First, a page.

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Forty North Oyster Farm‘s display of Forty North farmed oysters and their new “Wildling Bastards.” Guess which ones are wild?

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Oyster Week co-founders Kevin Joseph and Rudi Ehrlich.

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Marco Pinchot from Taylor Shellfish repping the new branding! (Very nice indeed.)

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Oyster EventsApril 13, 2015

Oyster Omakase: the Makings of a Personal Passion Experiment

Oyster Omakase, my experimental oyster tasting pop up in New York City, was born out of a spontaneous impulse. Having traveled around the world in search of oysters and amazing half shell experiences, it dawned on me that I could be creating them as well. Although I’ve hosted a few private events here and there, I never really took a chance to put myself out there and see what would happen. Well, this is what happened.
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Oyster Omakase (pronounced “Oh-ma-ka-say”) was a series of short, illuminating oyster tasting and pairing events that I hosted last month. It was intended to be completely different than any other oyster event that I had ever been to. Inspired by wine tastings and high end sushi omakases, I wanted to create an intimate setting where guests would leave feeling inspired and enlightened. It was about raising the bar for oyster appreciation and connoisseurship.

The Ambiance

  • A perfect little bar area at the front of Chal Chilli on 28th and Lexington.
  • Decorated shelves with oyster knick-knacks and my favorite books.
  • Chalkboard menu hand-written by my talented friend Chavelli of I Draw Letters.
  • Wooden trays with pebbles to provide a “out of the water” vibe.
  • A photo-centric oyster Keynote projected from my iPad.
  • Goldfish crackers, because they’re tasty and fun.

The Format

  • 30 minute tasting sessions, with just four seats per session.
  • 4 sessions per night, for three nights a week, for two weeks.
  • Each taster was presented with three curated oyster varieties (six oysters in total).
  • Each taster was poured two beverage pairings and given a take home gift.
  • I shucked all of the oysters at the bar, while giving a guided tasting of the oysters.

Priced it at $36 per person and seats were booked in pairs ($72 per two seats).

Essentially, this was the start of becoming an oyster sommelier.

Oyster Sommelier?

Well, there’s not really a word for what I do… yet. Oyster sommelier is probably the closest that I’ve gotten, but it’s not just about curating a list of oysters. There is an overarching aquaculture advocacy and education aspect to it as well. Anyway, the working title at the moment has been the easiest for people to wrap their heads around. So far, the reactions have been good. The only downside is that it feels a little limiting.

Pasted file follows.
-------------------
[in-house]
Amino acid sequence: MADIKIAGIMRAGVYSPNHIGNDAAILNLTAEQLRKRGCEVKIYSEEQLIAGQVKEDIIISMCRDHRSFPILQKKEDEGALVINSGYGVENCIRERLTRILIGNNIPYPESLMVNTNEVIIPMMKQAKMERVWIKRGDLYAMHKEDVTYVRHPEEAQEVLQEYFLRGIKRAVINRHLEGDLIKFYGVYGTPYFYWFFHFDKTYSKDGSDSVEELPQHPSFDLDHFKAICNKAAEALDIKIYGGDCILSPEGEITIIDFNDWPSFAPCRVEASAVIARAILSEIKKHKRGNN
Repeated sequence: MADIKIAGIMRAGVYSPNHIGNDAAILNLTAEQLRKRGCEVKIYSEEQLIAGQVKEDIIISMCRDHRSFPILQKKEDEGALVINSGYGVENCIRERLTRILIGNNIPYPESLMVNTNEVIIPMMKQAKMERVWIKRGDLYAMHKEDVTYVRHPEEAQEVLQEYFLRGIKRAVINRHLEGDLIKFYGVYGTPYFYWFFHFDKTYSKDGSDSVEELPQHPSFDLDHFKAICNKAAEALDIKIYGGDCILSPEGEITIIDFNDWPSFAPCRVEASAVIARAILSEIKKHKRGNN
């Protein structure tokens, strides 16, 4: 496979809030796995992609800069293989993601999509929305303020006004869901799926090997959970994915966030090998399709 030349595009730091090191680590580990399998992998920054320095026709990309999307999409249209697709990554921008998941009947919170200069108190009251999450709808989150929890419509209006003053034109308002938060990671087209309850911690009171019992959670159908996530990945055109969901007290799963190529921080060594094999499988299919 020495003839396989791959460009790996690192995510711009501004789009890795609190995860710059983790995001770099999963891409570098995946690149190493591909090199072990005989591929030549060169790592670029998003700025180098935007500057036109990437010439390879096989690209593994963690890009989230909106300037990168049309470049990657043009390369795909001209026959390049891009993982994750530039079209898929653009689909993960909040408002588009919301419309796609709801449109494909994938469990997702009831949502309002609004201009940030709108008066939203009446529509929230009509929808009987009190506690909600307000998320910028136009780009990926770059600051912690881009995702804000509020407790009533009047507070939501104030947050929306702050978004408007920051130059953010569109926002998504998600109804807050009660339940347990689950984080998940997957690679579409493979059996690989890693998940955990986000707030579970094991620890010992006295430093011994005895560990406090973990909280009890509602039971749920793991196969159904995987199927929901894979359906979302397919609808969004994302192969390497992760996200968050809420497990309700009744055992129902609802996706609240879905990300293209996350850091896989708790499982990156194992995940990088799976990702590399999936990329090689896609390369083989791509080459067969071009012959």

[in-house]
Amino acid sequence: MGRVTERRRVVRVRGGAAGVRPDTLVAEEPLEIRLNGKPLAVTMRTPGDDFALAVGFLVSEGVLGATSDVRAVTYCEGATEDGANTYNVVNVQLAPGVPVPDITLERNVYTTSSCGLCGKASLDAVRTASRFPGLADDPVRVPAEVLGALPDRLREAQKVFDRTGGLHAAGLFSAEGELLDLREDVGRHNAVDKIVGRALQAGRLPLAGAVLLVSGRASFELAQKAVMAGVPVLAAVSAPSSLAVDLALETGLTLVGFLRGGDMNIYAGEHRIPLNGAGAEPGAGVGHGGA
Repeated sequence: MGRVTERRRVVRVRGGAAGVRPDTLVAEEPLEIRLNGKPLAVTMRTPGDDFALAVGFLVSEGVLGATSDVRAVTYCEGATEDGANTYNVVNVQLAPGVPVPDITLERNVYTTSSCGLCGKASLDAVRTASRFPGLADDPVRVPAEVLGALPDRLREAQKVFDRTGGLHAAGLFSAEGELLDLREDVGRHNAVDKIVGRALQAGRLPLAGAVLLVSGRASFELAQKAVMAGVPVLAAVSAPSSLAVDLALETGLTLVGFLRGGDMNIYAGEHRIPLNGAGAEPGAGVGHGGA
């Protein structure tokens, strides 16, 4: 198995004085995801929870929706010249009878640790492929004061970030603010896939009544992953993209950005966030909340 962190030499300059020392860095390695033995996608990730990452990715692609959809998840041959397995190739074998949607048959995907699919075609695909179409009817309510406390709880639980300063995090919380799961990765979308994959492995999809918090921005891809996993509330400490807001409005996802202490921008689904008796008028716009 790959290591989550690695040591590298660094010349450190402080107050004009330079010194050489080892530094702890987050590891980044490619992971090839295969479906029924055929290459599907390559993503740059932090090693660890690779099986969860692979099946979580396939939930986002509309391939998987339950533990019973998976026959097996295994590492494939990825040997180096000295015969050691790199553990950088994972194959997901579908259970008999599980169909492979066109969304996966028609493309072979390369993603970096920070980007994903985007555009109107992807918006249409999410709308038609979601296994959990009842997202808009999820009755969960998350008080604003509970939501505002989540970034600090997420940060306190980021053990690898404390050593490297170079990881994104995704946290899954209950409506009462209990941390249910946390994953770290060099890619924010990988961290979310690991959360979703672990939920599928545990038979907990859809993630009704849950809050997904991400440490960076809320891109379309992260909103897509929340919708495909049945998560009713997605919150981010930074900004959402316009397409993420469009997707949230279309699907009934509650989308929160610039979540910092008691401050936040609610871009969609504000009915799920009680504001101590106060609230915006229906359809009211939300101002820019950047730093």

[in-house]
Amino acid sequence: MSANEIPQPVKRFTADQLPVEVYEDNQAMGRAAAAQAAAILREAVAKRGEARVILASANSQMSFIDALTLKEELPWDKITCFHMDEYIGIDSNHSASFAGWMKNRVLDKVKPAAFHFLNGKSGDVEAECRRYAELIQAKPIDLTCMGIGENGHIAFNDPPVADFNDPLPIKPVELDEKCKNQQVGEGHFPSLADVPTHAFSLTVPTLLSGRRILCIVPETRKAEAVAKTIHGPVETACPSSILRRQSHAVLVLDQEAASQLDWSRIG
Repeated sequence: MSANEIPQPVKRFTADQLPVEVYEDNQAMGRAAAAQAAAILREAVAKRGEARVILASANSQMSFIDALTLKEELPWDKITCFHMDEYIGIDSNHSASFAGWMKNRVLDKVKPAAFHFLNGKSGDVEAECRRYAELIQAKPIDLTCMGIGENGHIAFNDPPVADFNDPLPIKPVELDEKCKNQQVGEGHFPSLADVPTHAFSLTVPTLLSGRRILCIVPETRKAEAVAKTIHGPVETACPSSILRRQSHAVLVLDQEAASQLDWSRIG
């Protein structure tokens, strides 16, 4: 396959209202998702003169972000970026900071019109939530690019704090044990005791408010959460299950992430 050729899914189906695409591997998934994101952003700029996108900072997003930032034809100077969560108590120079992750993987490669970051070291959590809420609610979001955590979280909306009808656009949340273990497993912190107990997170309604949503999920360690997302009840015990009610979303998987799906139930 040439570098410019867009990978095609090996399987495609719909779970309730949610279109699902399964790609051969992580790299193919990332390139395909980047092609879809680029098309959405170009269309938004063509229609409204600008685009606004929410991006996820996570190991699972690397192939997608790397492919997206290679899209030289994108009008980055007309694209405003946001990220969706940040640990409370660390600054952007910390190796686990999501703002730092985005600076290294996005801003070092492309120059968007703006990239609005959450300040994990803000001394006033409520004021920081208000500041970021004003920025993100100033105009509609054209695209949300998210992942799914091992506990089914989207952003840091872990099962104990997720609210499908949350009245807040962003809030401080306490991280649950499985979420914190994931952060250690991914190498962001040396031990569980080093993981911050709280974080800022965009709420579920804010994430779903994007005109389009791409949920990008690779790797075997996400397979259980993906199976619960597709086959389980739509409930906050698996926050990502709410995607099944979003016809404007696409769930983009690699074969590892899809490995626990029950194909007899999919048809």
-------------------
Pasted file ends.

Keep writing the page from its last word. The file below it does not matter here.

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Photo credit: Melissa Hom (left), Simran Jaising (right)

The Oysters

I curated an all-star cast of six oyster varieties representing six different producers from six different states along the Atlantic. I ran two mini-experiments across the two weeks: Week 1 featured farms that I’ve personally visited before, so I was able to speak first hand about how they do things. Week 2 featured two new awesome oysters that have barely made their debuts. I’m fairly certain that my Oyster Omakase patrons were the first to have tasted them in New York.

WEEK #1

King Caesar Oysters from Duxbury, MA
A phenomenal oyster cull managed by Paul Hagan from Duxbury Bay Shellfish (and now the lead buyer at Legal Seafoods — congrats!) Loved them from day one.

Fishers Island Oysters from Block Island Sound, NY
Over the last several months, I’ve grown quite fond of Fishers Island Oysters and all that they (and the Malinowskis) embody. They have a great story and partnership with Billion Oyster Project and the Urban Assembly New York Harbor School.

Pleasure House Oysters from Lynnhaven, VA
One of the most remarkable boutique oysters out of the Virginia and you probably won’t find them on any New York oyster menus. Production/supply is limited and you kind of have to be in the know. 😉

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Photo credit: Mary Ann Benedetto

WEEK #2

Mount Desert Island Oysters from Bar Harbor, ME
This oyster is a brand new to the market and is currently sold in Boston, but not yet seen in New York. I had the opportunity to taste test them awhile ago and knew that they had to debut at Oyster Omakase!